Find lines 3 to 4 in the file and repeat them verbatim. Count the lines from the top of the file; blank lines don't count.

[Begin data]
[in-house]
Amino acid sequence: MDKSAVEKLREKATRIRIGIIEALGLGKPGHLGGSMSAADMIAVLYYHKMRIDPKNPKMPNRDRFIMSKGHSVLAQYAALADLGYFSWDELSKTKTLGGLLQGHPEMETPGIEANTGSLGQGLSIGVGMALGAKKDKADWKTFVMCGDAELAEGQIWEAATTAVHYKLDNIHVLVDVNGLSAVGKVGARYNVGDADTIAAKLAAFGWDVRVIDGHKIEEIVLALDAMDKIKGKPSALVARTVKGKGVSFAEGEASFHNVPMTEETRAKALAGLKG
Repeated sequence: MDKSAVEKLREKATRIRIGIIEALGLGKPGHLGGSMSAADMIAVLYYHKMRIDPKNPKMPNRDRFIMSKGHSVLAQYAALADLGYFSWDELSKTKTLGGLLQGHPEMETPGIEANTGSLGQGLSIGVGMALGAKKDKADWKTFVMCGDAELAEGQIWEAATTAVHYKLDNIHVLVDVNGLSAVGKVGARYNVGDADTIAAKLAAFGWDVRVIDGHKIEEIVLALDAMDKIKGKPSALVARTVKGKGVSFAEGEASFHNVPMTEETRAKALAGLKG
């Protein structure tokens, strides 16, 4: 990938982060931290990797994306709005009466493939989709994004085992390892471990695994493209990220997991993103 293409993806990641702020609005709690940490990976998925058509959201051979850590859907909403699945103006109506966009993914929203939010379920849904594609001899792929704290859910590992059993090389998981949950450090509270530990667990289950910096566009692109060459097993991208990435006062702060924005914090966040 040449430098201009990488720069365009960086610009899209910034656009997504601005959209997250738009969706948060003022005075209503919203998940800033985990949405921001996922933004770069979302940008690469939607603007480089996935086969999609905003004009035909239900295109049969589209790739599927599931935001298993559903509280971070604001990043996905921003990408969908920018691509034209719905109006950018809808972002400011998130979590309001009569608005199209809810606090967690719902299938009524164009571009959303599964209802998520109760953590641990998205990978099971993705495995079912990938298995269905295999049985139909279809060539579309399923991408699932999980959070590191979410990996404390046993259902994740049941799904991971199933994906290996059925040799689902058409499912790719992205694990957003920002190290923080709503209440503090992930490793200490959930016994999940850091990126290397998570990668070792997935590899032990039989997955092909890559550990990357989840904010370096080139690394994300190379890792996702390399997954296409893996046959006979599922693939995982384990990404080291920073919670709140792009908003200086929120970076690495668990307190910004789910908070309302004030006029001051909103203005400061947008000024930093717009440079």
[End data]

Repeated sequence: MDKSAVEKLREKATRIRIGIIEALGLGKPGHLGGSMSAADMIAVLYYHKMRIDPKNPKMPNRDRFIMSKGHSVLAQYAALADLGYFSWDELSKTKTLGGLLQGHPEMETPGIEANTGSLGQGLSIGVGMALGAKKDKADWKTFVMCGDAELAEGQIWEAATTAVHYKLDNIHVLVDVNGLSAVGKVGARYNVGDADTIAAKLAAFGWDVRVIDGHKIEEIVLALDAMDKIKGKPSALVARTVKGKGVSFAEGEASFHNVPMTEETRAKALAGLKG
């Protein structure tokens, strides 16, 4: 990938982060931290990797994306709005009466493939989709994004085992390892471990695994493209990220997991993103 293409993806990641702020609005709690940490990976998925058509959201051979850590859907909403699945103006109506966009993914929203939010379920849904594609001899792929704290859910590992059993090389998981949950450090509270530990667990289950910096566009692109060459097993991208990435006062702060924005914090966040 040449430098201009990488720069365009960086610009899209910034656009997504601005959209997250738009969706948060003022005075209503919203998940800033985990949405921001996922933004770069979302940008690469939607603007480089996935086969999609905003004009035909239900295109049969589209790739599927599931935001298993559903509280971070604001990043996905921003990408969908920018691509034209719905109006950018809808972002400011998130979590309001009569608005199209809810606090967690719902299938009524164009571009959303599964209802998520109760953590641990998205990978099971993705495995079912990938298995269905295999049985139909279809060539579309399923991408699932999980959070590191979410990996404390046993259902994740049941799904991971199933994906290996059925040799689902058409499912790719992205694990957003920002190290923080709503209440503090992930490793200490959930016994999940850091990126290397998570990668070792997935590899032990039989997955092909890559550990990357989840904010370096080139690394994300190379890792996702390399997954296409893996046959006979599922693939995982384990990404080291920073919670709140792009908003200086929120970076690495668990307190910004789910908070309302004030006029001051909103203005400061947008000024930093717009440079």